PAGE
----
Springfield Armory's Socom 16 CQB Keeps Pace at the Range
We have tested versions of this rifle over the years, so we’re always curious to see if recent upgrades have improved its performance. Here, we found this beast of a rifle offers accurate, dependable fire.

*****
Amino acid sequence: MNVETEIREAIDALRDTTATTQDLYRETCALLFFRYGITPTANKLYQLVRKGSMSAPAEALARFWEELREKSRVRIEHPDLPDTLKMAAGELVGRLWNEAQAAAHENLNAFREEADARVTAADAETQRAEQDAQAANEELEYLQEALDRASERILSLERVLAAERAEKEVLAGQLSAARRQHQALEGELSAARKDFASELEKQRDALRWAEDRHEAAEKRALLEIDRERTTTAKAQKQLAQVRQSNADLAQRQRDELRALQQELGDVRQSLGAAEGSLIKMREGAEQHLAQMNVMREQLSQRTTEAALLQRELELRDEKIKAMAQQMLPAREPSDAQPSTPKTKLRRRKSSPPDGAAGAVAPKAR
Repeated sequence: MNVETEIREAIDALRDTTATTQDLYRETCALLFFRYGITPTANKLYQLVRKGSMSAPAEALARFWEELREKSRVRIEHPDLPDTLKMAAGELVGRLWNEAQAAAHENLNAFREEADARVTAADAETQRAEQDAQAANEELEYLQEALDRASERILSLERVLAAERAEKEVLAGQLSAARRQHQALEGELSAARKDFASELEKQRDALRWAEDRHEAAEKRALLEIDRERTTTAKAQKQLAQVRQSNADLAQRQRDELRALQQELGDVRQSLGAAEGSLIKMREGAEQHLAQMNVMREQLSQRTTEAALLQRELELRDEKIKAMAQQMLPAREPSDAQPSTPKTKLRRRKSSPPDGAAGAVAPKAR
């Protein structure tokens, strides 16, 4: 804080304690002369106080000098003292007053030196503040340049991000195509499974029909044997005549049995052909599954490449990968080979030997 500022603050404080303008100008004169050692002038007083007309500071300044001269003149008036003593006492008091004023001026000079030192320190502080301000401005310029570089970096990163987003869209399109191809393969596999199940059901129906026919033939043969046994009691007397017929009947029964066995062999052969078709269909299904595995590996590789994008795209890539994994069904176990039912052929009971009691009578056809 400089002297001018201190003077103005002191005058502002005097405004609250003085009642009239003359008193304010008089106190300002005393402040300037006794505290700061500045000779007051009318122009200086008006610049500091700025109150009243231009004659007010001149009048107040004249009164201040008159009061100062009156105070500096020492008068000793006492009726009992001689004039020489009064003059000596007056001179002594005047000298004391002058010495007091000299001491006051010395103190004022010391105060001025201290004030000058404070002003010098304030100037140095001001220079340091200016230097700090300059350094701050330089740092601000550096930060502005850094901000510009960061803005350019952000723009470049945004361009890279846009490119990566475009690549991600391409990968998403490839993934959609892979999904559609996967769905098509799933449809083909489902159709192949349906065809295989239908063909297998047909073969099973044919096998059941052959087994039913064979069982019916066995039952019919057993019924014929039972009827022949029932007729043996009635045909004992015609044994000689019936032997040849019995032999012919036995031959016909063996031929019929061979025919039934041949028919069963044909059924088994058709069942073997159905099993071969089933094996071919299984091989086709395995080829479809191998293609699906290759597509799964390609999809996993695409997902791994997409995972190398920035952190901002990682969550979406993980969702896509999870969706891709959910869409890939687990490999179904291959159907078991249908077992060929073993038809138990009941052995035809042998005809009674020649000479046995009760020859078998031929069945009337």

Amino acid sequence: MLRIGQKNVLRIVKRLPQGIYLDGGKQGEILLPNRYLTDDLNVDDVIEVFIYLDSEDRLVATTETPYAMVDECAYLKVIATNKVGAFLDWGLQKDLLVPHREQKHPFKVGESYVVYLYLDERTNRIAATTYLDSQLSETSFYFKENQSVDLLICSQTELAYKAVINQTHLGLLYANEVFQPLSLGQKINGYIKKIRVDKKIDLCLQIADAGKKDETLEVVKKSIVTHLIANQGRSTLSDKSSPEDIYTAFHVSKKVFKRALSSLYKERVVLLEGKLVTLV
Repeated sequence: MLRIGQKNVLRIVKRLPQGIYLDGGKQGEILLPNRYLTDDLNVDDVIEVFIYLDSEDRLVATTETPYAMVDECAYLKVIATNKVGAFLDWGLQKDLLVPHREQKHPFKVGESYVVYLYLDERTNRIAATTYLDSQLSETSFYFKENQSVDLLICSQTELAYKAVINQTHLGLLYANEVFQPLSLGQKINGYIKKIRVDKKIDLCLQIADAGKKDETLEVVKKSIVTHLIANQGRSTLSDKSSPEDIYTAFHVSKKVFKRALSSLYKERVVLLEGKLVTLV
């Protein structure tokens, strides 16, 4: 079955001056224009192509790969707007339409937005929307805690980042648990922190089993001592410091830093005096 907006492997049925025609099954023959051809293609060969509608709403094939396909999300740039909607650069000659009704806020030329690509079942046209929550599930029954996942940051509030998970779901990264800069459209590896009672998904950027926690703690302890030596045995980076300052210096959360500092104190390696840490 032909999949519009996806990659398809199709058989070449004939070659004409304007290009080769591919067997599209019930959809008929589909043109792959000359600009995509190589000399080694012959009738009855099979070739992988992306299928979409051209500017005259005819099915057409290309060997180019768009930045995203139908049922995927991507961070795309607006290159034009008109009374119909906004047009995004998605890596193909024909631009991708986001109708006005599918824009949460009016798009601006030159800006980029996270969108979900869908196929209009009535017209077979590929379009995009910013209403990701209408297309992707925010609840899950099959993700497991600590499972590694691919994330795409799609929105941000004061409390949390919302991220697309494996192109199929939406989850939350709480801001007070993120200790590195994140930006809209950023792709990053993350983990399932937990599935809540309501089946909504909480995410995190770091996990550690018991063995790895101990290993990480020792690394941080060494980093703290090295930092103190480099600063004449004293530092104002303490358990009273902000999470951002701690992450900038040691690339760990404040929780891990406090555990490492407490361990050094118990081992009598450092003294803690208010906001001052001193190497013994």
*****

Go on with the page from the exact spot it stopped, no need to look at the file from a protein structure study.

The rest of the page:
In 1974, Springfield Armory of Geneseo, Illinois began offering a civilian-legal semi-automatic rifle based on the M14, which it christened the M1A. Since then, Springfield Armory has offered several versions of the rifle, including a number of carbines utilizing a 16.25-inch-long barrel. In the September 2014 issue of Gun Tests, we evaluated the Springfield Armory Socom 16, which added a scout-style scope mount positioned forward of the ejection port. This was a simplification of the Socom II we covered in 2012 that featured a multi-rail forend made by Vltor Weapons Systems. The subject of this evaluation is the newest carbine, the $2442 Socom 16 CQB. The CQB uses the same barreled action as previous carbines but sheds the traditional stock in favor of a carbon-fiber-reinforced polymer stock by Archangel featuring a 5-position adjustable-length buttstock.